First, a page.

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Introspection is at the core of puzzle game Old Man’s Journey

Introspection is at the core of puzzle game Old Man’s Journey

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A moving game about moving hills

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Broken Rules

It can be difficult to find time to finish a video game, especially if you only have a few hours a week to play. In our biweekly column Short Play, we suggest video games that can be started and finished in a weekend.

It may be called Old Man’s Journey, but this game is really a leisurely stroll through beautiful coastal hills and towns. The story begins with the titular old man receiving a letter in the mail that sends him on his travels, during which we learn the reason behind his solitary, introspective pilgrimage. Your job as the player is to help him navigate the rolling coastal landscapes by bending the terrain so he can break the laws of physics and travel between the hills in the foreground and those in the background.

Warning: some story spoilers ahead.

The two-dimensional world of Old Man’s Journey looks like it has the depth you’d expect in the real world, but it doesn’t really. Instead, in an M.C. Escher-like way, if one hill crosses another hill, the old man is able to travel between them as if they exist at the same depth even though they don’t appear to. While this sounds a bit confusing to explain, it’s much more intuitive in practice.

After making it through a few landscapes / puzzles, the gameplay feels easy enough. As the game progresses, the puzzles don’t get more challenging. Instead, you’ll come up against increasingly clever ideas regarding how you can interact with the physical makeup of the environment. At one point, you’ll be moving the hills to get a large stone disc to roll and break through a wall blocking the old man’s path; later, you’re moving a railroad track so it’s in line with the train you are on before it has to slow down.

Since he’s an old man, he can’t just walk endlessly. And whenever he stops to rest, the scenery and people he encounters remind him of things from his past. These memories are beautifully rendered images that are sort of like live photos or cinemagraphs that show a frozen moment in time with just a small amount of selective animation. For instance, in one memory, a younger version of the old man is looking intently at the sea, while his daughter pulls at him for attention. The water outside moves slightly, causing the reflection of light off of it to change, all while the framing of the image shifts around slightly as if mimicking an unsteady video. It gives the scene the illusion of being three-dimensional.

It’s through these memories that we learn the story of the old man, and how he came to be living alone. It’s a tale that is meant to make the old man’s plight sympathetic and his journey feel something like an introspective pilgrimage, allowing for the end of the game to be an emotional, redemptive moment. For me, the end of the game was emotional, but it wasn’t for this reason. Once I learned why the old man is alone, I lost any sympathy for him.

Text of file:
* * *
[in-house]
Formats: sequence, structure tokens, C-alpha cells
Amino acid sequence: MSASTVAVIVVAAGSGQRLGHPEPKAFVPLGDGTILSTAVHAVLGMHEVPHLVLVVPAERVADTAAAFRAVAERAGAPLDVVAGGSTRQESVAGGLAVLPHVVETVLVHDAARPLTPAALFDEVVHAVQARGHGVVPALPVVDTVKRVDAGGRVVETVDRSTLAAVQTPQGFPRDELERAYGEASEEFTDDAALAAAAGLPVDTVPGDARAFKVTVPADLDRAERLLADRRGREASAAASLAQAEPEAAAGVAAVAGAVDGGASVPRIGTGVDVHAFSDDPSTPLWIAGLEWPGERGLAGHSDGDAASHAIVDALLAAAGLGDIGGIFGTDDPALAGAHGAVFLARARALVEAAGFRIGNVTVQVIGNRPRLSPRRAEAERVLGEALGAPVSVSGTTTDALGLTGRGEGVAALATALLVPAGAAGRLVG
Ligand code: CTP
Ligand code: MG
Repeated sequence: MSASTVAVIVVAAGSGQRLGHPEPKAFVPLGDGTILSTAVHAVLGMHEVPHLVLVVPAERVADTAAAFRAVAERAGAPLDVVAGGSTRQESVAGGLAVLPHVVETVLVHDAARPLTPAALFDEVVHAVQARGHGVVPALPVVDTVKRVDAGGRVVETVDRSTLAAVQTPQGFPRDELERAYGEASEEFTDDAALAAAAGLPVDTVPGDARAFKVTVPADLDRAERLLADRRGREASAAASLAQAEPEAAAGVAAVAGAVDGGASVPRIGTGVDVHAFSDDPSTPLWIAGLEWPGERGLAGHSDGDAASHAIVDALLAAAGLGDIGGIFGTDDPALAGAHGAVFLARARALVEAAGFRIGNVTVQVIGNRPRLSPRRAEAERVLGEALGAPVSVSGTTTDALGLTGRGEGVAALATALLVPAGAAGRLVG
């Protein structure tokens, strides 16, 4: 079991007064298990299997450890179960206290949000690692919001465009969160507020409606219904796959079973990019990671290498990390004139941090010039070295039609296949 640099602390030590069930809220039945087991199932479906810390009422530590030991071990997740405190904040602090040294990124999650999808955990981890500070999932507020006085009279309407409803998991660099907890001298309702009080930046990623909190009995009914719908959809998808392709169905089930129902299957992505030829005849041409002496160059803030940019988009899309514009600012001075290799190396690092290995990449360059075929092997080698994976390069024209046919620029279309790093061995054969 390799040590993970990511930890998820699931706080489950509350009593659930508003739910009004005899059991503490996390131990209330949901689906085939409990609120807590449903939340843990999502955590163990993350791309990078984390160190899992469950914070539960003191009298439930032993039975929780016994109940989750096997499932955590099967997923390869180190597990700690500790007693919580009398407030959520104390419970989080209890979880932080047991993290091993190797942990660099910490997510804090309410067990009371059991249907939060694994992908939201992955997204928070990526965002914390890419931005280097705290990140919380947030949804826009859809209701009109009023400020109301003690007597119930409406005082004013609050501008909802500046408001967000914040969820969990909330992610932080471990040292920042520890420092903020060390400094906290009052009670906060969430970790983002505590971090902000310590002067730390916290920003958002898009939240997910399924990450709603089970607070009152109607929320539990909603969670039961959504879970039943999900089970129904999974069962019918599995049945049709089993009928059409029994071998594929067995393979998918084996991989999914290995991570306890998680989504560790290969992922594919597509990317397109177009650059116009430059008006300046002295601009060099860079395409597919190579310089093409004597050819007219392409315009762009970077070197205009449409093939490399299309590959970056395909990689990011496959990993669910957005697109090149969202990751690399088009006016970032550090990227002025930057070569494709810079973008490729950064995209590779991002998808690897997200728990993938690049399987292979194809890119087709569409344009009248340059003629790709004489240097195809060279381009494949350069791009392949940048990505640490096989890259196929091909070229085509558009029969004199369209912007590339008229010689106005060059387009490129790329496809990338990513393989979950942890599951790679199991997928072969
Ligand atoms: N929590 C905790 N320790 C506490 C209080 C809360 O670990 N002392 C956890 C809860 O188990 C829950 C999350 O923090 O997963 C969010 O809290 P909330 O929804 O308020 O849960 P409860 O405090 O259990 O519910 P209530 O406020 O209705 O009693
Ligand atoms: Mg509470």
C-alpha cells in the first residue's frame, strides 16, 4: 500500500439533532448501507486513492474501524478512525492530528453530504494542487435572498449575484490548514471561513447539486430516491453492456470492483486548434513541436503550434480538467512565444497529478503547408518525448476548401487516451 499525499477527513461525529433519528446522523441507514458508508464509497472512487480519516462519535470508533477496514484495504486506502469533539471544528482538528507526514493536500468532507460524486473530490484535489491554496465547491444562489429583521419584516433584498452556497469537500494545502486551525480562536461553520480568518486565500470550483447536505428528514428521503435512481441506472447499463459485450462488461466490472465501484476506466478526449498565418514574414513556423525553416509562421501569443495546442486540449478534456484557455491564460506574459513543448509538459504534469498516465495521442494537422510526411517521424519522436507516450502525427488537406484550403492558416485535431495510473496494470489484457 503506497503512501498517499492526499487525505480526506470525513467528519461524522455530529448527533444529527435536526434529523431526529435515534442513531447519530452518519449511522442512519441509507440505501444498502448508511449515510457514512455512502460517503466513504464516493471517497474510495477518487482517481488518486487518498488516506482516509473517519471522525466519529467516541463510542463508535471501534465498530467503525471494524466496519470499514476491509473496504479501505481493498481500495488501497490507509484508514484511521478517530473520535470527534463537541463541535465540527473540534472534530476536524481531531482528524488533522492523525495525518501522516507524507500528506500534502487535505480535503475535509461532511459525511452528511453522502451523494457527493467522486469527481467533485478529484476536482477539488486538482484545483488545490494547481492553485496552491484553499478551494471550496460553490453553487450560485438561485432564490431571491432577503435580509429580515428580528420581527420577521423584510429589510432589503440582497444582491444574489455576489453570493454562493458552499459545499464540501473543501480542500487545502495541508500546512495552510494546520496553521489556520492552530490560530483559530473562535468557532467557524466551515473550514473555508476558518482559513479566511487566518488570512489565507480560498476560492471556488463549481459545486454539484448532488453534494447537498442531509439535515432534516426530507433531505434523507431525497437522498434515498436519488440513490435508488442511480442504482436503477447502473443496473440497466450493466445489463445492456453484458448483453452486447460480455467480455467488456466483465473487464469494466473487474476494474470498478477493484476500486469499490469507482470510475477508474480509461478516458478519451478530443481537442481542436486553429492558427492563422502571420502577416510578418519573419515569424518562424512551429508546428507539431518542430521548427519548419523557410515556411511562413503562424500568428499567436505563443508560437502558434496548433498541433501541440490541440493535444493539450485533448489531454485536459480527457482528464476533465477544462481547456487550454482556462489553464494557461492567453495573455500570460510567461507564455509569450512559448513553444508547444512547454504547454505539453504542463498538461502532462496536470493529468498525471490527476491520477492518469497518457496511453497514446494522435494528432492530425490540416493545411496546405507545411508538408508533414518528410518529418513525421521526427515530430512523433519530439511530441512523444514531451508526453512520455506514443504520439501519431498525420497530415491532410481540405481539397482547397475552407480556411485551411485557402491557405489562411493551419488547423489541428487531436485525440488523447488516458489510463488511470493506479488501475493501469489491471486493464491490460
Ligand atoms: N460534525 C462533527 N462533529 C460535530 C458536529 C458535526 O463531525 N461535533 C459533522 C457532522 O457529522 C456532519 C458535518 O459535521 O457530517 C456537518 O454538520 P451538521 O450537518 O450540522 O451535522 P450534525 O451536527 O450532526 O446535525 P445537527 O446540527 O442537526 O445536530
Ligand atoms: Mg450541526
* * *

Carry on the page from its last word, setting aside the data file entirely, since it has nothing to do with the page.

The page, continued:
We learn through his memories that he left his wife and young daughter to go sailing, returning years later to find his old house abandoned and decrepit. That’s when he moves into the precariously placed house on a sea cliff face that we find him in at the start of the game. The game ends with him finally visiting his daughter, now an adult, and his ex-wife on her deathbed. The letter that kicked off his journey appears to have come from his daughter, telling him that her mother was going to die soon. It seems like it’s meant to be a redemptive moment for the old man, as he finally returns home, but I could only find myself sympathizing with the daughter.

We only see this story play out in brief memories, but it’s fairly clear that this is a situation entirely of his own making, one he seemingly made no effort to correct once he returned. Rather than the old man being redeemed at the end, this moment felt like one where the daughter hopes to reconnect with a father she thought she had lost after having lost her mother. It’s an opportunity for redemption, as opposed to one where he is somehow redeemed for just showing up.

But that’s just my interpretation of what was going on. The ambiguous story means that someone else’s take might be very different. There are no words telling you exactly what is happening, only brief glimpses of memories from the old man’s perspective. The gameplay and puzzle design act as something of a distraction, but not a frustration, while the game’s painted vistas and ambient music lull you to be almost meditative. The nature of the game invites you to be introspective, much like the old man you’re controlling.

Old Man’s Journey was created by Broken Rules. You can get it for $7.99 on Windows & Mac OS (Steam, Itch.io, Humble,) $9.99 on Nintendo Switch and PlayStation 4, and $4.99 on iOS and Android. It takes about an hour and a half to finish.

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